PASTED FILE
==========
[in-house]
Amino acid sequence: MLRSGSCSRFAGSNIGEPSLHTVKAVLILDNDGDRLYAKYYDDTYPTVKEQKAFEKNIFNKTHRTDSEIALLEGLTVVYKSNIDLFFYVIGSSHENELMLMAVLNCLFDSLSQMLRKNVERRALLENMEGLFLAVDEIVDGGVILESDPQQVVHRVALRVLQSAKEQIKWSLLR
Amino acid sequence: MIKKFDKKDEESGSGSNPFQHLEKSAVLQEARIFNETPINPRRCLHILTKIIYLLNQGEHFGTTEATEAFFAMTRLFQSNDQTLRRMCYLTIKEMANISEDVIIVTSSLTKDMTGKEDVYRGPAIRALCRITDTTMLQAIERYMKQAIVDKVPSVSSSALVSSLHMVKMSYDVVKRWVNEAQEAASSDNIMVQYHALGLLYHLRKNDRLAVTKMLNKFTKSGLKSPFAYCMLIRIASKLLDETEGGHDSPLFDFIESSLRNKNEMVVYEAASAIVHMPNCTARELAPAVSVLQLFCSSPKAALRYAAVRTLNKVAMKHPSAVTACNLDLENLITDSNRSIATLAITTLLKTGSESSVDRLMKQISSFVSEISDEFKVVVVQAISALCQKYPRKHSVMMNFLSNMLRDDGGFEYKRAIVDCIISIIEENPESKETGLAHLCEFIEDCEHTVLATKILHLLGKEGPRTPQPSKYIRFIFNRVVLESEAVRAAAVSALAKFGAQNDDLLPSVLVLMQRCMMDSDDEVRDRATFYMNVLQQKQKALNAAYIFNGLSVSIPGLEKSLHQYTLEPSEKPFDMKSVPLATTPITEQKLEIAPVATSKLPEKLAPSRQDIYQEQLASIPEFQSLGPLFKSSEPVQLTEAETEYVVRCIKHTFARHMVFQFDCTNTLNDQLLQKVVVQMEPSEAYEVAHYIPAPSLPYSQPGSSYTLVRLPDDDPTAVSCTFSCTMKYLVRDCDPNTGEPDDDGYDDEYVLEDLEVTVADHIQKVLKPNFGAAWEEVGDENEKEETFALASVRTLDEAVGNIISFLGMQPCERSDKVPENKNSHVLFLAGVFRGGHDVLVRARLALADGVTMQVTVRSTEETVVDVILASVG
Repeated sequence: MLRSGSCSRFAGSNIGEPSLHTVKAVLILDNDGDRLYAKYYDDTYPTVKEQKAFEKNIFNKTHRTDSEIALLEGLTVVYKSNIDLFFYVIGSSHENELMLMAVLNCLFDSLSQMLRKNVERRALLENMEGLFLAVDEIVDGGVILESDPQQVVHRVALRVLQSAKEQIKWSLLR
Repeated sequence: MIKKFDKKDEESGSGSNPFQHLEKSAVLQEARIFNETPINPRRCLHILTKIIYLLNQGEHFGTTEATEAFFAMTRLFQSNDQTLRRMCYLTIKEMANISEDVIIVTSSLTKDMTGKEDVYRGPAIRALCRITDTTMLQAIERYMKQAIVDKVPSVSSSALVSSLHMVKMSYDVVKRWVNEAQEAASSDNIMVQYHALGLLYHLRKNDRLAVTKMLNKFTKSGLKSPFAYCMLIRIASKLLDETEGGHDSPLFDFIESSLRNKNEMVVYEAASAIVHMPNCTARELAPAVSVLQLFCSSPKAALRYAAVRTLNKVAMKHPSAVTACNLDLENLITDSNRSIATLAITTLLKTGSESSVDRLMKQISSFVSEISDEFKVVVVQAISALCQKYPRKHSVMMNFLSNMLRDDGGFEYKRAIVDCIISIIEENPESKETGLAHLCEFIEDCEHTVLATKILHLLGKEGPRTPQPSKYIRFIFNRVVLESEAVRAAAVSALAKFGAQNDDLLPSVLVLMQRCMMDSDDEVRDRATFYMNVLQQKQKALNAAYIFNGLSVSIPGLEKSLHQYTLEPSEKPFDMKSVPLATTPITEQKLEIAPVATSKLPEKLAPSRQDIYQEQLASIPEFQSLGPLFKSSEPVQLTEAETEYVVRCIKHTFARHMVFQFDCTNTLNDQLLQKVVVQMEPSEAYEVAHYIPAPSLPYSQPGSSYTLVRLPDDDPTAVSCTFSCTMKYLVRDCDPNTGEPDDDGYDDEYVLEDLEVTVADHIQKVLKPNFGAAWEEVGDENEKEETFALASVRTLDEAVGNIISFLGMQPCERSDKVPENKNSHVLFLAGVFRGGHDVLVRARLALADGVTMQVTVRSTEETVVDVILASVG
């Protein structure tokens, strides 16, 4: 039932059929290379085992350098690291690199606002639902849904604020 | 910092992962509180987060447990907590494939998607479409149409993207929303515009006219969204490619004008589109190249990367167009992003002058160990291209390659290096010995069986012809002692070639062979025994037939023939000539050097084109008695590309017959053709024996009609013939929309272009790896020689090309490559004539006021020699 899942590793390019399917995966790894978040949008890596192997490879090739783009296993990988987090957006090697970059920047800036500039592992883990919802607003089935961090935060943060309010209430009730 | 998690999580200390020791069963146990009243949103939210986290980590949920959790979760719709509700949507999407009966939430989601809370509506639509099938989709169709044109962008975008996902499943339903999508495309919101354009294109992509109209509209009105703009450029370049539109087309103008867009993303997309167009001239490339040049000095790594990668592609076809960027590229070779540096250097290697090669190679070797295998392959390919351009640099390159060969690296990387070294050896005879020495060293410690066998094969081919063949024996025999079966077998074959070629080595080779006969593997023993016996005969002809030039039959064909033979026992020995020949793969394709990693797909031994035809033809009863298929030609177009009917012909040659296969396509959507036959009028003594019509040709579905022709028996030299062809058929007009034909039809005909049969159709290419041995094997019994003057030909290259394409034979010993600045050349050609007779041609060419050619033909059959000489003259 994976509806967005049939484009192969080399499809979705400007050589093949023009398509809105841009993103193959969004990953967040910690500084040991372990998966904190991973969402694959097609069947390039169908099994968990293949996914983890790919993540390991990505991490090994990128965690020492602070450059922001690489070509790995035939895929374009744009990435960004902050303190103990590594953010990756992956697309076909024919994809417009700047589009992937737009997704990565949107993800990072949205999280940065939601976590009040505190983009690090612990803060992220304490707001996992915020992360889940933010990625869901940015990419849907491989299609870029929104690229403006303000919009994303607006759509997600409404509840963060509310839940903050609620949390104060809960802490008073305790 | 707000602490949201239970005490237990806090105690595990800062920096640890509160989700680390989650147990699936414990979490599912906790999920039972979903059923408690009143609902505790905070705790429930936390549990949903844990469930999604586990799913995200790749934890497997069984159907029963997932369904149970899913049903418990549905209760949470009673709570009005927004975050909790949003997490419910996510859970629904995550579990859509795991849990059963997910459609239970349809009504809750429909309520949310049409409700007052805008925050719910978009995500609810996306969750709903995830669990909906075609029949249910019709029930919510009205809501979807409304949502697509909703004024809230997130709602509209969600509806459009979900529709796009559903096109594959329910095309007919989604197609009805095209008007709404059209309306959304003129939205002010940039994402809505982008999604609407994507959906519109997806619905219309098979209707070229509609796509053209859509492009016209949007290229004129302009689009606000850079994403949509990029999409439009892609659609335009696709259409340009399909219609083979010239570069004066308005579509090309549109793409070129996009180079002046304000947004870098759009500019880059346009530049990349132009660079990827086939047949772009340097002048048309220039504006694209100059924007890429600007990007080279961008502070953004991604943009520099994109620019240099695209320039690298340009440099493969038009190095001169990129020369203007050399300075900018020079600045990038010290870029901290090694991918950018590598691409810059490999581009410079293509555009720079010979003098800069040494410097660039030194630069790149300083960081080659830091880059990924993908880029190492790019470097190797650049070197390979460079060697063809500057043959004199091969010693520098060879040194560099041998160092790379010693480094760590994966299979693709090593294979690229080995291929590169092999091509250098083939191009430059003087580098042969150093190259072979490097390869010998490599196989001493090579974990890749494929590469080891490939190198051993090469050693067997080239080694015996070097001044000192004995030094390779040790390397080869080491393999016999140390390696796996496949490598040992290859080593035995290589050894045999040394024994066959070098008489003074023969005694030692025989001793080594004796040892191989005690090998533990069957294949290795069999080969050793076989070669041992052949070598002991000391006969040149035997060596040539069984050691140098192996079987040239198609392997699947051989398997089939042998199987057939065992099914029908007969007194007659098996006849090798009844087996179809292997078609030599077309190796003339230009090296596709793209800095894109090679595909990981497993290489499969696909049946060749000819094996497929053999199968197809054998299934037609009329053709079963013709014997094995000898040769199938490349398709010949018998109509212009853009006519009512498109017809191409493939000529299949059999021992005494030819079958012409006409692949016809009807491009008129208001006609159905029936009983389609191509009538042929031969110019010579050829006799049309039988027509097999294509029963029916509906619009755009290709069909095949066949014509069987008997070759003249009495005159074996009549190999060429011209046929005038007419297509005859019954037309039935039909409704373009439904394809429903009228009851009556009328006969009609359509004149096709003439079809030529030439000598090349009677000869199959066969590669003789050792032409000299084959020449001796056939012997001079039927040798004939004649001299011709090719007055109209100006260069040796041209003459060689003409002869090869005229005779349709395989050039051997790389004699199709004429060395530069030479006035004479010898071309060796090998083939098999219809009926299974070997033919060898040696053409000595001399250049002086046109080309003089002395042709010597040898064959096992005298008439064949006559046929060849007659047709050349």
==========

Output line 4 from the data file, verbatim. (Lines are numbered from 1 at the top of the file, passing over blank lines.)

Repeated sequence: MLRSGSCSRFAGSNIGEPSLHTVKAVLILDNDGDRLYAKYYDDTYPTVKEQKAFEKNIFNKTHRTDSEIALLEGLTVVYKSNIDLFFYVIGSSHENELMLMAVLNCLFDSLSQMLRKNVERRALLENMEGLFLAVDEIVDGGVILESDPQQVVHRVALRVLQSAKEQIKWSLLR